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Augmented Reality (AR) & Virtual Reality (VR) are quite commonly heard terms these days. What exactly are they?
Augmented Reality or AR enables you to see a real world combined with a digital rendering that augments your current view. The augmentations could be using content such as graphics, music, or animations. With the help of AR, you can not only see the real-life environment right in front of you like your table, trees, or dogs, but also see a digital augmentation overlaid on it.
AR is developed into apps and used on mobile devices to blend digital components. Although the history roots from the 80s, the rise happened when cameras got better and advanced. An additional factor that helped are softwares and algorithms that could render digital content and overlay it live while the user holds the phone in a specific way.
Microsoft Hololens, a mixed reality device and Epson Moverio Augmented Reality Smart Glasses are examples of next-gen AR devices.
Let’s look at VR now.
Virtual Reality (VR) refers to a simulated environment created using technology. Instead of viewing a screen in front of you, you will be immersed in the 3D world, and can interact with the elements around.
VR headsets like Oculus, Sony VR, or Google Cardboard are some of the devices that uses your mobile phone to experience VR. Even though Virtual Reality is most commonly experienced with the help of a VR headset, there are other devices like Omni-directional treadmills and VR gloves today that can add to your experience. VR not only creates a strong sensation of virtual content. It can stimulate your senses like touch, sound and sight too. It’s called synthetic stimulation.
Virtual Reality is possible through a coding language known as VRML (Virtual Reality Modeling Language) that specifies the types of interactions possible with the images or videos.
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Image credits: ©Nature.com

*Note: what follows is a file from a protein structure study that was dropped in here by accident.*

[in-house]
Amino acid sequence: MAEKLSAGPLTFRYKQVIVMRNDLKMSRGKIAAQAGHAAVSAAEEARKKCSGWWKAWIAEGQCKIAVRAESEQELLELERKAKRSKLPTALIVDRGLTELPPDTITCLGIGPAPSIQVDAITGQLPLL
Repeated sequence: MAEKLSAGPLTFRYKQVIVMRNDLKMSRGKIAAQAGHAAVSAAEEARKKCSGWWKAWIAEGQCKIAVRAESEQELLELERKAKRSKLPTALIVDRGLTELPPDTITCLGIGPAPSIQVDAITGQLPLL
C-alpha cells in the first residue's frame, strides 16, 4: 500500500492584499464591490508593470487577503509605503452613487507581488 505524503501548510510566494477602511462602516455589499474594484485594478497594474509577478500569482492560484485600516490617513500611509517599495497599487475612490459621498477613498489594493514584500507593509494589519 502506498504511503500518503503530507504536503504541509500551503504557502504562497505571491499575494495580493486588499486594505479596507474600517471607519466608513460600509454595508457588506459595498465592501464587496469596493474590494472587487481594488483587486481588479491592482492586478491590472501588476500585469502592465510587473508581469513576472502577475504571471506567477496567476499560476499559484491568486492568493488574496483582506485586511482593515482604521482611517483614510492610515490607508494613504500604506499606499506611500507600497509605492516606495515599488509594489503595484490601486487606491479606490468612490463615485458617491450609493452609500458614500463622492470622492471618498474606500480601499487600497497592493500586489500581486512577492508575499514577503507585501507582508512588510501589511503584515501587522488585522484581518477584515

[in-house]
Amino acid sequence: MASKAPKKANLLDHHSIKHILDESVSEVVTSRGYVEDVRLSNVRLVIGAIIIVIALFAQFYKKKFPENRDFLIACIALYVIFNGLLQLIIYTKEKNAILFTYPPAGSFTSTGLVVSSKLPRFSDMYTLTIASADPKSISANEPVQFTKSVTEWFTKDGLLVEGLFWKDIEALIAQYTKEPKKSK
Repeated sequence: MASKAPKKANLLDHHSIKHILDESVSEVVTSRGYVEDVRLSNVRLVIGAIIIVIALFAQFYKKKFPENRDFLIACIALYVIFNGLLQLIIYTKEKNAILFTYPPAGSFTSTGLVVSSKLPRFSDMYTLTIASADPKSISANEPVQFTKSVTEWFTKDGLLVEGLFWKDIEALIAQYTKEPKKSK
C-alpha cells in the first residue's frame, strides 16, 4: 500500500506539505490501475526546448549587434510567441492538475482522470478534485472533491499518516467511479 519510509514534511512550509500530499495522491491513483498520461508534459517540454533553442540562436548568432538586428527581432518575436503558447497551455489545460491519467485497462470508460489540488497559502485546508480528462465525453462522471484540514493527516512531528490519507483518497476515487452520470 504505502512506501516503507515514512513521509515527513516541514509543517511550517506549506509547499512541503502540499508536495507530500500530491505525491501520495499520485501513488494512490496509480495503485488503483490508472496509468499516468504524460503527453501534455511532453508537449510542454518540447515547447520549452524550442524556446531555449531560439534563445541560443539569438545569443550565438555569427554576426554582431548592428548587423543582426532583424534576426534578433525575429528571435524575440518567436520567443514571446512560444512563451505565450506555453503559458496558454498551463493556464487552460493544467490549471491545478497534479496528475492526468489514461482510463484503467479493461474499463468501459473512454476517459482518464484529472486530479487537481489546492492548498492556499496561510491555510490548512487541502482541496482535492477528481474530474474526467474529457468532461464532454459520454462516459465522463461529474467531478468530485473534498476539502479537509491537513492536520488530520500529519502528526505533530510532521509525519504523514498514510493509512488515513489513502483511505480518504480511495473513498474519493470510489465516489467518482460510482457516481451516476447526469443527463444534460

You could say both AR and VR have similar concepts, but different results. That’s why the fields that have experienced their impact don’t have much in common.
AR has always found a home in more commercial and industrial fields. It first appeared in the work of Caudell and Mizell  at Boeing, who sought to assist workers in an airplane factory by displaying wire bundle assembly through a HMD. AR is currently being used in:
• In medical training
• In retail, where shoppers can look up additional information on products while they're browsing Repair and maintenance of complex equipment
• For visualization of final products during creative process
• In the entertainment industry
As for VR, it has found application in training for real-life environments by creating a simulation of reality where people can practice complex aspects in safer environments. For example:
• For training purposes by army, navy, air force, marines and coast guard
• In sports, so that the coaches and players can train more efficiently
• In medical training, to create a consequence free learning environment
• For interactive learning in schools
• For product displays in fashion industry
• In the entertainment industry
So who’s winning? There’s no right answer to this question. It is only a matter of choice, and your purpose.
Experiencing AR and VR is fun, but to be able to pursue a career in these fields is awesome. With the increasing demand for content in AR and VR, learning to develop Augmented Reality & Virtual reality experiences can take your career a long way.
If you decide that a career in these next-gen fields are for you, you can join a career course in Augmented Reality or Virtual Reality, at a reputed institution and gain the skills that you require to get hired by top companies in these industries.